Aug 30, 2022 - Politics & Policy

GOP calls out Pelosi's comments on Biden lacking power to cancel debt

Photo of Nancy Pelosi speaking from a podium
Speaker of the House Nancy Pelosi speaks during a press conference at Southeast Health Center Clinic on Aug. 24, 2022 in San Francisco, California. Photo: Justin Sullivan via Getty Images

Ninety-four Republican lawmakers are calling on House Speaker Nancy Pelosi (D-Calif.) to take action against President Biden's "unconstitutional and illegal" student loan forgiveness plan.

Why it matters: Pelosi said last year that Biden lacks the "power" to cancel large amounts of student loan debt and that only an "act of Congress" could provide broad debt relief. Republicans want her to stand by her words now that Biden has canceled up to $20,000 in student loans.

What they're saying: "This is an illegal act by a President desperate for a political win," 94 GOP lawmakers, led by Rep. Jody Hice (R-Ga.), wrote in a letter. "We hope you will heed your own words and act to defend the Constitution and the rule of law."

  • "Given your previously stated position and your leadership role as Speaker of the House, it is imperative that you act immediately in defense of our Constitution and the powers of the legislative branch," they said.
  • "Will you commit to supporting your July 2021 statement with definitive action to stand up to this blatant overreach President Biden is enacting?"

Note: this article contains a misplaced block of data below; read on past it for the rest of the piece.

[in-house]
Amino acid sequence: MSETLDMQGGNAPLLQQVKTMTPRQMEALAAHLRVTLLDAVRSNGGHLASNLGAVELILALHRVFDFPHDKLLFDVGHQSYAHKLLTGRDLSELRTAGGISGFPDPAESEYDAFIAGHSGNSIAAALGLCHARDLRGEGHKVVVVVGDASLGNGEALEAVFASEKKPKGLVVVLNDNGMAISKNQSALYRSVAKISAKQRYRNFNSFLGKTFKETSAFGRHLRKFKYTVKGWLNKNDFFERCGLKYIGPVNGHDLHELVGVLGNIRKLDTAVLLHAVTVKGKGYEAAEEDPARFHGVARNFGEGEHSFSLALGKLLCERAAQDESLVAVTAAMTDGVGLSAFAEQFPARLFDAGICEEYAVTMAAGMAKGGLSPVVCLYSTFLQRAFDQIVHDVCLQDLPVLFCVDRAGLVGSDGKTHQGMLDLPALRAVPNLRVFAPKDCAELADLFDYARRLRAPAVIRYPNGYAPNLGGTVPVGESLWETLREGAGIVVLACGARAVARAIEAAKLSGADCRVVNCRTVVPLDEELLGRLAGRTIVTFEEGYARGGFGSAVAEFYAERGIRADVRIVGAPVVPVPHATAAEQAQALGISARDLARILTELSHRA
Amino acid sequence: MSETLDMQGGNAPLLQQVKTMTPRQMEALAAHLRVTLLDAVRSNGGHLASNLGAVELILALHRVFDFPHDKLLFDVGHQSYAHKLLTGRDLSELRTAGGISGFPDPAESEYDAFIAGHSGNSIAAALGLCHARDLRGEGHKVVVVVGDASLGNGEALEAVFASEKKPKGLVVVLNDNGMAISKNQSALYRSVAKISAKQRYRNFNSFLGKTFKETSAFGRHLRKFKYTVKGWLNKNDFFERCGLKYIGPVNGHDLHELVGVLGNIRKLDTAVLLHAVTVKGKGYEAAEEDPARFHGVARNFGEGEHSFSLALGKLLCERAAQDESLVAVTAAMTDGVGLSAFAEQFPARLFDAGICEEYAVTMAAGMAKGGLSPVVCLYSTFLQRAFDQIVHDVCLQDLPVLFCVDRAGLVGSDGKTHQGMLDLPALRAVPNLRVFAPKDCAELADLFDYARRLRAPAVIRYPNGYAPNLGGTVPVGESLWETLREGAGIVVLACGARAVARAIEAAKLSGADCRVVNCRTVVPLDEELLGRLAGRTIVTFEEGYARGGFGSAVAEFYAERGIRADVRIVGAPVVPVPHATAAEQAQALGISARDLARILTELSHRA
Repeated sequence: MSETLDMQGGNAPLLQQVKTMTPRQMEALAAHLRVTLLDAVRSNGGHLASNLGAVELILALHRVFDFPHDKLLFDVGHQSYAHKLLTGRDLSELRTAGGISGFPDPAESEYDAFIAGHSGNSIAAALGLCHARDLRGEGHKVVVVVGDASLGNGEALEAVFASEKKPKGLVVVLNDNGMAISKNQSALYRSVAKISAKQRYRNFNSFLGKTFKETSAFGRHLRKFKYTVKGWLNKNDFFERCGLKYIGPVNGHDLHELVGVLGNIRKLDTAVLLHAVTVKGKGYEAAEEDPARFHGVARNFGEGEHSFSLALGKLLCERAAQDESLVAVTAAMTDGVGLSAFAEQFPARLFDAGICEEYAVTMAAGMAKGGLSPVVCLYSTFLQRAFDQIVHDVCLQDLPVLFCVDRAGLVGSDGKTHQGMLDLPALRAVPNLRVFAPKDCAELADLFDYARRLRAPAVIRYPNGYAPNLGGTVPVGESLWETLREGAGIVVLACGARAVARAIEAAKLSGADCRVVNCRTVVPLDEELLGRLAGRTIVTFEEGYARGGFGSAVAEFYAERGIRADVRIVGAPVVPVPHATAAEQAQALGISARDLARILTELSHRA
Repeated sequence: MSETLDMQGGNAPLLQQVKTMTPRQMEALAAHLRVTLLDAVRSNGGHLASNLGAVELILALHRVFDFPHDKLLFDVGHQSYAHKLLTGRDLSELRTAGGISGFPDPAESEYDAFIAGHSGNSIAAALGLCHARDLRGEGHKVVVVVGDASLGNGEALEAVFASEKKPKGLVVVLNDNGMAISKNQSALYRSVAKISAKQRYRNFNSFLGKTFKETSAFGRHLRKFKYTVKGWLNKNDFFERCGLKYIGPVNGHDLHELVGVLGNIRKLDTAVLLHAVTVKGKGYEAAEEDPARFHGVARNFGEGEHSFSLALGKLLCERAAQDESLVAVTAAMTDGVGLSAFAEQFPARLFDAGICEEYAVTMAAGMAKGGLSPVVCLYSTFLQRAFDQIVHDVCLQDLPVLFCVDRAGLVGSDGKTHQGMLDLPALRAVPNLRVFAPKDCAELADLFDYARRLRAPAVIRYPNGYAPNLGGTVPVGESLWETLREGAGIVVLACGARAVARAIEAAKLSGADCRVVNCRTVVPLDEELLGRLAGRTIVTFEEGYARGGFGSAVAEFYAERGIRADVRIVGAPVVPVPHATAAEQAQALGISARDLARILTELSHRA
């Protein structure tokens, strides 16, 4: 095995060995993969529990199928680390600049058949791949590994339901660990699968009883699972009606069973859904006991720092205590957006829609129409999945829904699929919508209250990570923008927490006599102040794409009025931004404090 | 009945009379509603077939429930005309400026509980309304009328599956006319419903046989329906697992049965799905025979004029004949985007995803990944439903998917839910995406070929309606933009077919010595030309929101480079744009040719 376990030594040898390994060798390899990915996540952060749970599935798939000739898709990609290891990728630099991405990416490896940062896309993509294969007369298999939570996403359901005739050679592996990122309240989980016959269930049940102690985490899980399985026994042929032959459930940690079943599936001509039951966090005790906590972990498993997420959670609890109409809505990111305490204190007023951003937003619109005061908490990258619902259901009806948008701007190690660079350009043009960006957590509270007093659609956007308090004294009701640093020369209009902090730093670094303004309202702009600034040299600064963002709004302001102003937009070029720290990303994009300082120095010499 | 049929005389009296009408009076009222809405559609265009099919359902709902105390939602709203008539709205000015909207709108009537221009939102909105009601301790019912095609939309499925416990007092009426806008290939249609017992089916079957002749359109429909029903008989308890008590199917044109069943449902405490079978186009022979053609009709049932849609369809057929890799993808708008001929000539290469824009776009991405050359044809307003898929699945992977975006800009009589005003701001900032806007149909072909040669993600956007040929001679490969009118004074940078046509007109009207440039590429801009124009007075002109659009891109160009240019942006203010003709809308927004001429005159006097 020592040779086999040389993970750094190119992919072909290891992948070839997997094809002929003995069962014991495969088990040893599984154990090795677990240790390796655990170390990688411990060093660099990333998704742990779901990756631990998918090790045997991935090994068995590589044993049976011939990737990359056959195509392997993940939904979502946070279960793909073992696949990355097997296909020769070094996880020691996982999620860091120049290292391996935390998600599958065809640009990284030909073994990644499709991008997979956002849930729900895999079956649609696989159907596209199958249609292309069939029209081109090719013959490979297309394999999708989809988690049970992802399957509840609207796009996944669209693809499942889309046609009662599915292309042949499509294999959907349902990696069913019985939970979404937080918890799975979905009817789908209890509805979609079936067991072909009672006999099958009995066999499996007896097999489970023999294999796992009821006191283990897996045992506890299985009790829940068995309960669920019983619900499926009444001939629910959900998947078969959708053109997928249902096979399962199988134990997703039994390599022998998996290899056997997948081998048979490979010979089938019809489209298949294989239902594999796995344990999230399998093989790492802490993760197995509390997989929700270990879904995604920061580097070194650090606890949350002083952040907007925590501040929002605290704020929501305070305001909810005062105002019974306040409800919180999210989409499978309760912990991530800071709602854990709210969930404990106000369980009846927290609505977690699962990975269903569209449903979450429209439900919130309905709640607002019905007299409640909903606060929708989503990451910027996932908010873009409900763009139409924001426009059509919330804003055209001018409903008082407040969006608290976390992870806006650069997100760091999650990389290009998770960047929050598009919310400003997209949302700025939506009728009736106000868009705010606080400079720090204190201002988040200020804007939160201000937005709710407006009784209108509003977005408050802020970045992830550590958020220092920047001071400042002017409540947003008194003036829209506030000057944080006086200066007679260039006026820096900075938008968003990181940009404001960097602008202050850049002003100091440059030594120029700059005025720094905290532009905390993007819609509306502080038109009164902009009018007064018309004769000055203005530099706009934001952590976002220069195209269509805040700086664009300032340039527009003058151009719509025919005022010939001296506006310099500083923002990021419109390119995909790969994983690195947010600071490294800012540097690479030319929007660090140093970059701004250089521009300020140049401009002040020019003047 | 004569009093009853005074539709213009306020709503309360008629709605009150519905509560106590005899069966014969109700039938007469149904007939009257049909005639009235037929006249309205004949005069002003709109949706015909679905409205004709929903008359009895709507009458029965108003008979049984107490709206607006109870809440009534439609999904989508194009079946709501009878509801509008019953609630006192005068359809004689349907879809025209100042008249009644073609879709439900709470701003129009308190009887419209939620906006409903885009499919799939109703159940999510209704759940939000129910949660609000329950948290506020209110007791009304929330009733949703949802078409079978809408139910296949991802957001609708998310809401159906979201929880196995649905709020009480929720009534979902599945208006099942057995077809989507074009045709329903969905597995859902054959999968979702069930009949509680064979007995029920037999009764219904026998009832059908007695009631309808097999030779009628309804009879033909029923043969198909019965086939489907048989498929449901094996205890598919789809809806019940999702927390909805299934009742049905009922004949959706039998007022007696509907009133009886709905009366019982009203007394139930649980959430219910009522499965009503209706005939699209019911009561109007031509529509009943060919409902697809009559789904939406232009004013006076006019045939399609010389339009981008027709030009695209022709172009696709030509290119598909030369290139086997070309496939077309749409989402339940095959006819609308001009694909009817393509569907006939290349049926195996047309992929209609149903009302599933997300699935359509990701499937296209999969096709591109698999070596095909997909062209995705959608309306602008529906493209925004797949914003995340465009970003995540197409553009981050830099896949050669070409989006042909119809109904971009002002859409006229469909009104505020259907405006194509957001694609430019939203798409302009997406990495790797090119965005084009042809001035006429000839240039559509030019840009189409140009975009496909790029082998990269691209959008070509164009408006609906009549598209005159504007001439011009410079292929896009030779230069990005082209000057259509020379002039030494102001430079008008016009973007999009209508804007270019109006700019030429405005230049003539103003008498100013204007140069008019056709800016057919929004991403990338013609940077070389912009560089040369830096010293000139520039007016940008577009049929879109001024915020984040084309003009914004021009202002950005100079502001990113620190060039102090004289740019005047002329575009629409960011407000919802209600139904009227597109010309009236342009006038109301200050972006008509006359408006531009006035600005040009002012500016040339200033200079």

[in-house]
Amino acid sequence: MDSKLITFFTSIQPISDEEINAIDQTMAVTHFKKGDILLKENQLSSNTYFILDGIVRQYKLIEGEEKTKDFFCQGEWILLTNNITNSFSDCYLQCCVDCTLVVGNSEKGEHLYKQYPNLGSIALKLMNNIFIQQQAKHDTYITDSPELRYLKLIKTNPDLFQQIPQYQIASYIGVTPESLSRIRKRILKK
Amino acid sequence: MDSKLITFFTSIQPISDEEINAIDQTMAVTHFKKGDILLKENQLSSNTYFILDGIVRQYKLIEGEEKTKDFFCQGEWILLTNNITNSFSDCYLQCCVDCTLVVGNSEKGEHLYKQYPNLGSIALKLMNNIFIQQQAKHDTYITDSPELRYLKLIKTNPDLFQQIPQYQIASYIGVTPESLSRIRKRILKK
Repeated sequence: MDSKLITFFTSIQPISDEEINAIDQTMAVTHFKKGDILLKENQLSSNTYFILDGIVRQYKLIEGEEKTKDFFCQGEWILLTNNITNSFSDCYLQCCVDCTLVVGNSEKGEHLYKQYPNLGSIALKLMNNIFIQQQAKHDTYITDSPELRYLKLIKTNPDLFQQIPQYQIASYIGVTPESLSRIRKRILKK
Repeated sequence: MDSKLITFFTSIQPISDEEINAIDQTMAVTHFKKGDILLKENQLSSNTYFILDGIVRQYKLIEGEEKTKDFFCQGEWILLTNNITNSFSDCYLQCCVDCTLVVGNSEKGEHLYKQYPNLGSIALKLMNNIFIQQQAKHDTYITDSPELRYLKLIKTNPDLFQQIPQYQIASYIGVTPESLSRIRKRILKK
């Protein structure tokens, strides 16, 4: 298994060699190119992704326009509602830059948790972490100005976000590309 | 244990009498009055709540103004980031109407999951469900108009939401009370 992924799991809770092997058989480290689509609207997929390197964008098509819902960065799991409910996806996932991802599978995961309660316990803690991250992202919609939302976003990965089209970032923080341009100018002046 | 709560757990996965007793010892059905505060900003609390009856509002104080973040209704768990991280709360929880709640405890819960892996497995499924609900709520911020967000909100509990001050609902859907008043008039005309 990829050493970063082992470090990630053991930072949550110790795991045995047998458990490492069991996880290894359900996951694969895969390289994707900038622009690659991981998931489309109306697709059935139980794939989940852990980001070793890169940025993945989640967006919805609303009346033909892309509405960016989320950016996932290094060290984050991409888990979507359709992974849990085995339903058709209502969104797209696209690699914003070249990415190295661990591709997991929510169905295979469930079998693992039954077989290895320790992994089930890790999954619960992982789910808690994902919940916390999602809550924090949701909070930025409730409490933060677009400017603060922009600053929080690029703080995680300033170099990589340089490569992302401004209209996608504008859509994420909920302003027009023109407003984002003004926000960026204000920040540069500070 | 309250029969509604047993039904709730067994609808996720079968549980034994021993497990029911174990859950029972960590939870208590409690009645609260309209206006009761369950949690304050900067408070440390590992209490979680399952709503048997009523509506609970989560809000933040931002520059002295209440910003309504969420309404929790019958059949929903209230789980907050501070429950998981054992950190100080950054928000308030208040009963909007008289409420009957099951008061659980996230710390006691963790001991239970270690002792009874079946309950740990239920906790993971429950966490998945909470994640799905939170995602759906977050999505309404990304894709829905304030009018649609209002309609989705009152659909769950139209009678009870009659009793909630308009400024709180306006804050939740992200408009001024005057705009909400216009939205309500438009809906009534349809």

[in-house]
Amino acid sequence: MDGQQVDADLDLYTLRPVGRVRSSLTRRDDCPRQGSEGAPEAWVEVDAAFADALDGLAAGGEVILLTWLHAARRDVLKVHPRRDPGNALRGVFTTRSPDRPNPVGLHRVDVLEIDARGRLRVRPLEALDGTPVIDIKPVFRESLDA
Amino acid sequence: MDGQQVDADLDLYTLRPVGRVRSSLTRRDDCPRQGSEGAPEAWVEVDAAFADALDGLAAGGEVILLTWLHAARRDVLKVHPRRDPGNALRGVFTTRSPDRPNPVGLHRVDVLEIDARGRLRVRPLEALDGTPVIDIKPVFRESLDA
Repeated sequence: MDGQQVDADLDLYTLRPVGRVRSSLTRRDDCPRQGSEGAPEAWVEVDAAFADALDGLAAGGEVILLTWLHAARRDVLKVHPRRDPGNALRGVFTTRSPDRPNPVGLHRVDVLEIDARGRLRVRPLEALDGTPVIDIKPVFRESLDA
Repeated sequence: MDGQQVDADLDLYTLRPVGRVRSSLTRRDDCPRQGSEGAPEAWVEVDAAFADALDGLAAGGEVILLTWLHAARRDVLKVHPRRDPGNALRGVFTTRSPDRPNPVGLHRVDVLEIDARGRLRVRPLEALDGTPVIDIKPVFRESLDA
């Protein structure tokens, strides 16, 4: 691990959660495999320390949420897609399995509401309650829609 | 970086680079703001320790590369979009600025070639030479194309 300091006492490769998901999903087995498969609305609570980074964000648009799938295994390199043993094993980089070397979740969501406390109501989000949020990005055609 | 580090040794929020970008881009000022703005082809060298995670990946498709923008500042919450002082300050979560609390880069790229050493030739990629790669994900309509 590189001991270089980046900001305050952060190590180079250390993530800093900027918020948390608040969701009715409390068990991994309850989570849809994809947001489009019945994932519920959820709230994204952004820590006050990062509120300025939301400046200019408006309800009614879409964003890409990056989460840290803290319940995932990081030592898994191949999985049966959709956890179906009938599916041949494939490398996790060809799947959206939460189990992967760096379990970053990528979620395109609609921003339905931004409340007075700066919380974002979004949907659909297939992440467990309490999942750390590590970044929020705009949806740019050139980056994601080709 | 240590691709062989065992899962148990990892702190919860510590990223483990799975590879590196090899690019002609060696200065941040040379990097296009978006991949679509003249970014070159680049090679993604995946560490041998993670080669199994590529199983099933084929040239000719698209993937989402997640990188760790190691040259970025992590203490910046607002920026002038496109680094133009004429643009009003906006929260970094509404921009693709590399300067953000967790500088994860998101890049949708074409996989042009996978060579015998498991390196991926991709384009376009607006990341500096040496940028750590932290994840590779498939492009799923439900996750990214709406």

Republicans have also taken to social media to call out Pelosi.

  • "What’s changed her mind so suddenly?" Sen. Marsha Blackburn (R-Tenn.) tweeted Monday.
  • "[T]here is no 'forgiveness' of student loan debt. Rather, this debt is transferred to the American taxpayer," Rep. French Hill (R-Ark.) said in a tweet about the letter to Pelosi.
  • "This is not fair, and overall bad economic policy. I do not support this forgiveness approach at the cost of the American taxpayer," Hill added.

Worth noting: Pelosi has shifted her rhetoric since Biden announced his student loan forgiveness plan.

  • "We didn't know what — what authority the President had to do this, she said last week at a Las Vegas roundtable. "And now clearly, it seems he has the authority to do this: $10,000 for those with the debt, those making under $125,000 a year. So we're optimistic about what might happen tomorrow."
  • Pelosi's office did not immediately return a request for comment.

The big picture: Republicans have claimed that Biden's plan will force lower-income Americans to take on the burden of payments that will mostly relieve Ivy League graduates.

  • The two-plus years of the student loan moratorium did benefit a lot of higher-income folks, but the policy announced last week by the Biden administration will mainly serve those who could use the help, Axios' Emily Peck writes.
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